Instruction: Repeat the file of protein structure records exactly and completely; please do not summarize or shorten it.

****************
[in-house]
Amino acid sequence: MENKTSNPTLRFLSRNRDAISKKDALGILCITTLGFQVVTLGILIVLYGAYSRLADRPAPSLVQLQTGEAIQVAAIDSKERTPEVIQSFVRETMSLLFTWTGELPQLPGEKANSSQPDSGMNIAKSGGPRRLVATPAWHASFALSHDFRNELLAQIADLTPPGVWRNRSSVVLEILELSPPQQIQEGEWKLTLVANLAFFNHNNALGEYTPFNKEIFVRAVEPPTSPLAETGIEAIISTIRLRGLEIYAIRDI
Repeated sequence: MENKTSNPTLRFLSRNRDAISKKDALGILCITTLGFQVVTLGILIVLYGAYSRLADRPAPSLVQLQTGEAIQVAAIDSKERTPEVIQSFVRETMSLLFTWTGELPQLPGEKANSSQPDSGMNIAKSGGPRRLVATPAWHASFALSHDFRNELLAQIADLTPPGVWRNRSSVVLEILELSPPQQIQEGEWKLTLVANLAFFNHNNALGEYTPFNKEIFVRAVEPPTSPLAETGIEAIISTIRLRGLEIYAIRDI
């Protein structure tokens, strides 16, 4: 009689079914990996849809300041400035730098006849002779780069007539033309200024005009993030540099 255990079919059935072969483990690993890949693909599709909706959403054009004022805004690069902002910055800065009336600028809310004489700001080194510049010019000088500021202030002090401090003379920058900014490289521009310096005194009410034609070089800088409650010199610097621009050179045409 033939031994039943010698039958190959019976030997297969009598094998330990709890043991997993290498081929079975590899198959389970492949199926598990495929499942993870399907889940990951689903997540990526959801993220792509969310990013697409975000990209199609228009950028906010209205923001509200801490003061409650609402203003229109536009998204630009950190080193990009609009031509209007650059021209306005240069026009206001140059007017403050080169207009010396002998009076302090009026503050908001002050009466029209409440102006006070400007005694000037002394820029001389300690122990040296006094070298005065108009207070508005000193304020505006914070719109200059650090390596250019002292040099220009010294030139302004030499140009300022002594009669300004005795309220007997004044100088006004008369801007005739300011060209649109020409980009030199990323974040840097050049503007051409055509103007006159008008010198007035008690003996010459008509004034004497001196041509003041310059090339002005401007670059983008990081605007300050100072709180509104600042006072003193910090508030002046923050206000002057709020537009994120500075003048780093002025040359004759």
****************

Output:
[in-house]
Amino acid sequence: MENKTSNPTLRFLSRNRDAISKKDALGILCITTLGFQVVTLGILIVLYGAYSRLADRPAPSLVQLQTGEAIQVAAIDSKERTPEVIQSFVRETMSLLFTWTGELPQLPGEKANSSQPDSGMNIAKSGGPRRLVATPAWHASFALSHDFRNELLAQIADLTPPGVWRNRSSVVLEILELSPPQQIQEGEWKLTLVANLAFFNHNNALGEYTPFNKEIFVRAVEPPTSPLAETGIEAIISTIRLRGLEIYAIRDI
Repeated sequence: MENKTSNPTLRFLSRNRDAISKKDALGILCITTLGFQVVTLGILIVLYGAYSRLADRPAPSLVQLQTGEAIQVAAIDSKERTPEVIQSFVRETMSLLFTWTGELPQLPGEKANSSQPDSGMNIAKSGGPRRLVATPAWHASFALSHDFRNELLAQIADLTPPGVWRNRSSVVLEILELSPPQQIQEGEWKLTLVANLAFFNHNNALGEYTPFNKEIFVRAVEPPTSPLAETGIEAIISTIRLRGLEIYAIRDI
């Protein structure tokens, strides 16, 4: 009689079914990996849809300041400035730098006849002779780069007539033309200024005009993030540099 255990079919059935072969483990690993890949693909599709909706959403054009004022805004690069902002910055800065009336600028809310004489700001080194510049010019000088500021202030002090401090003379920058900014490289521009310096005194009410034609070089800088409650010199610097621009050179045409 033939031994039943010698039958190959019976030997297969009598094998330990709890043991997993290498081929079975590899198959389970492949199926598990495929499942993870399907889940990951689903997540990526959801993220792509969310990013697409975000990209199609228009950028906010209205923001509200801490003061409650609402203003229109536009998204630009950190080193990009609009031509209007650059021209306005240069026009206001140059007017403050080169207009010396002998009076302090009026503050908001002050009466029209409440102006006070400007005694000037002394820029001389300690122990040296006094070298005065108009207070508005000193304020505006914070719109200059650090390596250019002292040099220009010294030139302004030499140009300022002594009669300004005795309220007997004044100088006004008369801007005739300011060209649109020409980009030199990323974040840097050049503007051409055509103007006159008008010198007035008690003996010459008509004034004497001196041509003041310059090339002005401007670059983008990081605007300050100072709180509104600042006072003193910090508030002046923050206000002057709020537009994120500075003048780093002025040359004759």